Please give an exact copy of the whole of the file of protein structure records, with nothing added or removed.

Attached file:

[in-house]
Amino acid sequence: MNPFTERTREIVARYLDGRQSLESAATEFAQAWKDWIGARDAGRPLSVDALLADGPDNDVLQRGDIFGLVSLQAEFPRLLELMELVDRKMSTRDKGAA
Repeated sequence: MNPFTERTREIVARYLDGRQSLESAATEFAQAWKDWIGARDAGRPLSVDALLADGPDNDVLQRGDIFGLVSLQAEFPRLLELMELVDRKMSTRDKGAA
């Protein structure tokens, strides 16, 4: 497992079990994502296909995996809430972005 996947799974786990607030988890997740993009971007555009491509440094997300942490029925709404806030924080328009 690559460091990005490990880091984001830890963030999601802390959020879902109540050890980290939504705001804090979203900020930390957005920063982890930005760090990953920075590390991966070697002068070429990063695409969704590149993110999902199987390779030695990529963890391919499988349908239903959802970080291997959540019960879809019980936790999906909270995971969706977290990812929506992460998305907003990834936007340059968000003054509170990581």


[in-house]
Amino acid sequence: MNPFTERTREIVARYLDGRQSLESAATEFAQAWKDWIGARDAGRPLSVDALLADGPDNDVLQRGDIFGLVSLQAEFPRLLELMELVDRKMSTRDKGAA
Repeated sequence: MNPFTERTREIVARYLDGRQSLESAATEFAQAWKDWIGARDAGRPLSVDALLADGPDNDVLQRGDIFGLVSLQAEFPRLLELMELVDRKMSTRDKGAA
């Protein structure tokens, strides 16, 4: 497992079990994502296909995996809430972005 996947799974786990607030988890997740993009971007555009491509440094997300942490029925709404806030924080328009 690559460091990005490990880091984001830890963030999601802390959020879902109540050890980290939504705001804090979203900020930390957005920063982890930005760090990953920075590390991966070697002068070429990063695409969704590149993110999902199987390779030695990529963890391919499988349908239903959802970080291997959540019960879809019980936790999906909270995971969706977290990812929506992460998305907003990834936007340059968000003054509170990581």